It’s no secret that broadband Internet in the US has substantially lagged behind several countries including Japan, Sweden, and South Korea.
It’s one thing to be appalled by the reality. But it’s quite another matter to experience the difference firsthand. And experience this I certainly did – on a recent trip to Japan.
Upon checking into my hotel in Tokyo, I logged onto the house Wi-Fi network with my given password. And then… I was stunned.
Quite honestly, I don’t think I’ve ever experienced Internet service so fast and brisk, and on a wireless connection no less. Online video streaming was virtually instantaneous with infinitesimal buffering latency. And the impressively fast access was consistent at all times, day and night.
I got incredibly fast Internet service at the two hotels I stayed in Tokyo, plus during my visit to Kyoto. No lag, no hesitation, ever.
And none of that annoying nonsense you normally get with hotel Wi-Fi service in the US, like having to wait 30-60 seconds for a special login screen to pop up so you can enter your room number, last name, and password – and then having to repeat this ritual every 24 hours.
And too, none of this BS with having to pay for “premium” Wi-Fi just for the privilege of watching Netflix. In Japan, superfast Internet always came standard with our hotel room rates. To go online, all you do is select the proper SSID and enter the password, just as you would on any normal Wi-Fi network.
Japan currently ranks No. 8 among the countries with the highest average Internet access speeds, according to the latest Akamai State of the Internet report. (South Korea is No. 1 – having held the top ranking for many years.) To be fair, things have been improving in the US, rising from No. 16 in 2016 to No. 10 in 2017.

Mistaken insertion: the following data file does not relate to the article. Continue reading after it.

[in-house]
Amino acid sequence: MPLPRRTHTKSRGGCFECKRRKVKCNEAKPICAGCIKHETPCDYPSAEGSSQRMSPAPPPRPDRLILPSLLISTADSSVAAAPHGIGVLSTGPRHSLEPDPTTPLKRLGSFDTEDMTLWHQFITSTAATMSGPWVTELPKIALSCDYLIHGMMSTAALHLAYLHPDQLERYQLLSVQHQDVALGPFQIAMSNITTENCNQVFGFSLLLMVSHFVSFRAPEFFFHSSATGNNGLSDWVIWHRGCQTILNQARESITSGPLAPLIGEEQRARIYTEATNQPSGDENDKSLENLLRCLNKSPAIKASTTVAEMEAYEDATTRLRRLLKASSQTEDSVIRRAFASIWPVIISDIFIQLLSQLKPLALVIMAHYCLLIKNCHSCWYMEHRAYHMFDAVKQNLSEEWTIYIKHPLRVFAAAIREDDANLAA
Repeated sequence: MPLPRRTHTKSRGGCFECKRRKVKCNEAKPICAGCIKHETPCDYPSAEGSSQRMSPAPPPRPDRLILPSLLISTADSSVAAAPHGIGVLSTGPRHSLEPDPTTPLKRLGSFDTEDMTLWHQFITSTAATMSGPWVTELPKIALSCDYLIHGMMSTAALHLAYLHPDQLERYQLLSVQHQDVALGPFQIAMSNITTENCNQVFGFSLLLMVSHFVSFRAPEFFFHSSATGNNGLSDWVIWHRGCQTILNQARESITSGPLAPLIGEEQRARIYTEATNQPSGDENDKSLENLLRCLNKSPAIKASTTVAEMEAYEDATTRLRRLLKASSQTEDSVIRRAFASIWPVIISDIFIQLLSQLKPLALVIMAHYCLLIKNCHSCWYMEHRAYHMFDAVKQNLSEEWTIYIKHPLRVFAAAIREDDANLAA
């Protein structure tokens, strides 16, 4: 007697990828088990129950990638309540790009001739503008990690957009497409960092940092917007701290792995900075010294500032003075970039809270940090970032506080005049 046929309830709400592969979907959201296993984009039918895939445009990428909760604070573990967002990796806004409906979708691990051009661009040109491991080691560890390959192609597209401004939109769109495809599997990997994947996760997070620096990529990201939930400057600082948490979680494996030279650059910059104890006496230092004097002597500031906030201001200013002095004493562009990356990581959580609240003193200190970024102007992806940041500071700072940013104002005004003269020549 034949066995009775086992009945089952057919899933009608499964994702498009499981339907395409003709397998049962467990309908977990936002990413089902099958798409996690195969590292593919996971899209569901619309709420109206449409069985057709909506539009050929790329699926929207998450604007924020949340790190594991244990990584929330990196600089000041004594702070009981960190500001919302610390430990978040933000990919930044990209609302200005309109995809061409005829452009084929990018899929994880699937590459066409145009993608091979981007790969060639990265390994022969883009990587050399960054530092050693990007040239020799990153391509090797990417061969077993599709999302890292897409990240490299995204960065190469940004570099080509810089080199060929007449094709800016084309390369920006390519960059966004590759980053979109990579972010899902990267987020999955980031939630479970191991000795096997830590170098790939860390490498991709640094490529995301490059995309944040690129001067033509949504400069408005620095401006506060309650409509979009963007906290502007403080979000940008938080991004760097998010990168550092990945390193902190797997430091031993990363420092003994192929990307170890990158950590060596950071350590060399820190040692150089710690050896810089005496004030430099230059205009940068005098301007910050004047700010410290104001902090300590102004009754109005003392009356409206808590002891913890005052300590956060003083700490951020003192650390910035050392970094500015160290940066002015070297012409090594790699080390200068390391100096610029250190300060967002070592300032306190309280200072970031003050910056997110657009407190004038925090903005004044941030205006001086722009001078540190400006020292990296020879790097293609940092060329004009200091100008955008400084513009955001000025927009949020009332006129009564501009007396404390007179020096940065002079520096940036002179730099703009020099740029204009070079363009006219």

But there’s another factor that plays into reliable Wi-Fi throughput. Hotels in Japan seem to care a lot more about optimizing coverage with a sufficient density of access points. Yes, the more access points you install, the more it costs, but you also deliver great service and customer satisfaction. Both are traditional hallmarks of Japanese business philosophy.
No Comparison from the San Francisco Bay Area
This very impressive Internet accessibility in Japan is all the more striking considering the many lackluster experiences I’ve had with hotels in San Francisco and the Bay Area. Let me be honest here. I don’t think I’ve ever had anything better than mediocre Wi-Fi connection speeds.
Oftentimes, really, it’s been pretty poor, especially in the heart of downtown SF. In San Jose, where I frequently travel for work, the hotel Wi-Fi is just reasonably good enough for getting work done in the evenings. Maybe I just haven’t found the right places yet.
Still, this distinction in observations between the Bay Area and Tokyo is notable, considering we’re talking about Silicon Valley, the region that “feeds the world with technology.”
Mobile Internet is Impressive Too
I bought a mobile data roaming package for my trip to Japan, and was very happy with the cellular Internet service experienced there. In Tokyo, access was consistent and reliable even during peak business hours, a stark difference from what I’ve experienced in New York and San Francisco where things would basically slow to an agonizing crawl. You had to wait until the evenings or weekends to get decent access.
Because of the easy and reliable mobile service we had in Japan, finding restaurants, subway stations, and other points of interest was smooth and efficient. We could also quickly research specific places to shop, and navigate our way around Kyoto and its historic temples. The mobile Internet became our friend, and at times, our savior.
Why is Internet access better (and also more affordable) in countries outside of the US? It comes down to this morass: lack of meaningful competition, intense lobbying, priority toward shareholder interests, ideological struggles, political infighting, bureaucratic entanglements, and so on.
Once you experience superfast Internet in Japan, South Korea, or elsewhere, you’re instantly smitten, but also seething with annoyance at the reality that at home, we’re technologically constrained.